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Published in The Journal of American Culture 29:3 (September 2006), pp. 321–336. doi:10.1111/j.1542-734X.2006.00374.x Copyright © 2006 Jeannette Eileen Jones; published by Blackwell Publishing, Inc.


“Gorilla Trails in Paradise” explores the American obsession with primates and evolution, as informed by notions of race and sexuality, as an important current in American cultural and intellectual history during the late nineteenth and early twentieth centuries. This preoccupation began with queries regarding the relationship between man and ape in light of evolutionary theories that predated the publication of Darwin’s seminal treatises. However, Darwinian evolution brought the question of that relationship into mainstream discourse. No longer confined to the musings of learned white men, the ape–human puzzle informed American popular thought and popular culture by the late nineteenth century.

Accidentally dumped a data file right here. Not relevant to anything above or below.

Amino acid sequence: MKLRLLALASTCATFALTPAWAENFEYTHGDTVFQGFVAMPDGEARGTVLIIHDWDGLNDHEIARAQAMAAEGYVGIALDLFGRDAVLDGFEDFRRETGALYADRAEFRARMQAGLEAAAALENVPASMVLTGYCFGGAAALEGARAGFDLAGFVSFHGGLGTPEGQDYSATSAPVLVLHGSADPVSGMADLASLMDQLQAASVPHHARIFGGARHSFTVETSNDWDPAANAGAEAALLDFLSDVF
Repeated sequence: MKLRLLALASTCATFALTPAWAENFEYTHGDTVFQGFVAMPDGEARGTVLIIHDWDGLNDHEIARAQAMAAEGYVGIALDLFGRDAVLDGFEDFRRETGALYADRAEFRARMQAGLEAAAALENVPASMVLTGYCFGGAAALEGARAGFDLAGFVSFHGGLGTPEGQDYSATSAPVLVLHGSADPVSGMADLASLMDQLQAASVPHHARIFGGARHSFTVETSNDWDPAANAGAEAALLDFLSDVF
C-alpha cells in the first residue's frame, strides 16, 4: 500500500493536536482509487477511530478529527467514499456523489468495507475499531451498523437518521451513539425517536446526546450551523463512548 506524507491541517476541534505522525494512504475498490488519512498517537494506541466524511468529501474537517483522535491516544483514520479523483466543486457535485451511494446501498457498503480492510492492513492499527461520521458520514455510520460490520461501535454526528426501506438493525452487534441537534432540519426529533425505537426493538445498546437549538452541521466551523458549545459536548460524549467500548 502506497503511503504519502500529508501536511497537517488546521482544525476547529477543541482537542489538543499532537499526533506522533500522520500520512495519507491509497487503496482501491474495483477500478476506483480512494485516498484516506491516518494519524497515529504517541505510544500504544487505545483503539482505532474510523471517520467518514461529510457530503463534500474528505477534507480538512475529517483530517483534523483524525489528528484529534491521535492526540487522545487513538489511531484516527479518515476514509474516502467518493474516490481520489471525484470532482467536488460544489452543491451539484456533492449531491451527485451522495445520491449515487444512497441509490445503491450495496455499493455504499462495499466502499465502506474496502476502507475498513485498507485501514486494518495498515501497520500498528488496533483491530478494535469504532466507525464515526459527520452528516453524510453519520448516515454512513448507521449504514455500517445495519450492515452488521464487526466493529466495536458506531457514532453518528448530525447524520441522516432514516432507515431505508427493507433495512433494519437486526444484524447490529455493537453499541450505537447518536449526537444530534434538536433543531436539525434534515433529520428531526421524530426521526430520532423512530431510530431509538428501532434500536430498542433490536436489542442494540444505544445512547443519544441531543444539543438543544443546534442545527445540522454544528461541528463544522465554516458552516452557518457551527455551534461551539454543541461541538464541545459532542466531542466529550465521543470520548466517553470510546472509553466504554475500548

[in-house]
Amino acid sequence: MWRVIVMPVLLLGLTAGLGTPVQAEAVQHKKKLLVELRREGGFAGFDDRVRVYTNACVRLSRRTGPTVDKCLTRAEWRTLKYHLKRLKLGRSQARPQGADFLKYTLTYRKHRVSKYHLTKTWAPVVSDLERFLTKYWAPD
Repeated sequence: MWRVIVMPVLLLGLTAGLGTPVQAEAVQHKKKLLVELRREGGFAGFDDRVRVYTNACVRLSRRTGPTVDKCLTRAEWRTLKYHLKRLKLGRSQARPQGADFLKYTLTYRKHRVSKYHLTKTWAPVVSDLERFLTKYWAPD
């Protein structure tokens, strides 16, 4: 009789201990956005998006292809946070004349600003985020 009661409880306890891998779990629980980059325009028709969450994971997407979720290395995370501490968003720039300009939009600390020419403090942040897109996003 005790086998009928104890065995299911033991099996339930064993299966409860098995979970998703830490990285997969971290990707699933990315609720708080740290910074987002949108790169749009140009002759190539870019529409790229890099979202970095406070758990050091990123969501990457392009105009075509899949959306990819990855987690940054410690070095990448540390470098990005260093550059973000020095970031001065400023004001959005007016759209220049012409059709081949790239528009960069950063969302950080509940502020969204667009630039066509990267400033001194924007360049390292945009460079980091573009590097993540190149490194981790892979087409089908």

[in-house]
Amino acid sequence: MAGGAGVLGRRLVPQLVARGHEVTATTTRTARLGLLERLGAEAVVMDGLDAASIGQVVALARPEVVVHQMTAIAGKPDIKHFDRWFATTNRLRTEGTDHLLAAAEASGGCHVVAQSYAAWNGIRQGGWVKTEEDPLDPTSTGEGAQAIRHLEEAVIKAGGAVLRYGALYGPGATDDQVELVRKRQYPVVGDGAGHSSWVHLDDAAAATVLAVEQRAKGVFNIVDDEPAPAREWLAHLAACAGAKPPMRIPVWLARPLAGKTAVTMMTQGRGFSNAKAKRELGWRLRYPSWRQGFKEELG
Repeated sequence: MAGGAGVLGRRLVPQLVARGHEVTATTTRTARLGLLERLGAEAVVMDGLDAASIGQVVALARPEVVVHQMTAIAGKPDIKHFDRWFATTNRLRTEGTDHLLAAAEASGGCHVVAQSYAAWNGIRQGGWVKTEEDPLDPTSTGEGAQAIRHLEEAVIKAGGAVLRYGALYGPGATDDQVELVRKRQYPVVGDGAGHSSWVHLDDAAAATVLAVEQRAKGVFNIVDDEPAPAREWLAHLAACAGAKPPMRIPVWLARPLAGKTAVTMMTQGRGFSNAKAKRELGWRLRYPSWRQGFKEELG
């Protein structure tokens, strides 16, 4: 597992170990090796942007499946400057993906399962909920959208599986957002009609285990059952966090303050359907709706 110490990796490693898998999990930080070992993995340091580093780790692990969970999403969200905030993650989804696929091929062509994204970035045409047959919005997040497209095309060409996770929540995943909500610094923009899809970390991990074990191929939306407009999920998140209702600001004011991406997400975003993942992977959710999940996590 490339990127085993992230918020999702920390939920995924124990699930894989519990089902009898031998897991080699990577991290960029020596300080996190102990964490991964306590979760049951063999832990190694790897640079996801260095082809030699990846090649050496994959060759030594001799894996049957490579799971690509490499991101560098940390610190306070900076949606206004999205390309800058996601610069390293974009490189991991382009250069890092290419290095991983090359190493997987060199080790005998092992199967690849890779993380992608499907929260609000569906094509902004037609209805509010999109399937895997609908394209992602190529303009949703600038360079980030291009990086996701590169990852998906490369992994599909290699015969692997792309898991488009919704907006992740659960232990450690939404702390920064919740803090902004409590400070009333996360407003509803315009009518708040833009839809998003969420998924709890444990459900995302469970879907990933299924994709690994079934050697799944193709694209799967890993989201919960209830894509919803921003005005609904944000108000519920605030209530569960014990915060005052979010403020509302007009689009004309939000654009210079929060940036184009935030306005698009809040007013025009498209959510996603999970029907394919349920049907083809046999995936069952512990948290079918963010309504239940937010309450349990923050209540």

This article explores how a group of middle-class Americans took up the search for the missing link by conducting a safari in Africa, and how their quest transformed and influenced American ruminations on the ape–human relationship. In this examination, the article discloses the transatlantic connections involving this pursuit of gorillas in the misty mountains of the Belgian Congo, particularly as those international links reflected and reinforced the politics of empire. Specifically, the article recounts and analyzes the Akeley African Expedition to the Belgian Congo conducted in 1921 under the auspices of the American Museum of Natural History (AMNH) to create an unparalleled gorilla diorama (a museum exhibit of stuffed animals posed in a simulated habitat). It tracks how the safari morphed into (1) a mission to rehabilitate the image of the gorilla and (2) a campaign for the preservation of the gorilla. The article places special emphasis on the relationship between the Belgian government and American scientists in creating the world’s first gorilla sanctuary. Lastly, “Gorilla Trails in Paradise” discusses how the images of the gorilla as painted in the travel narratives of naturalist Carl Akeley and writer (and safari participant) Mary Hastings Bradley emerged and indeed became imbedded in cinematic culture.

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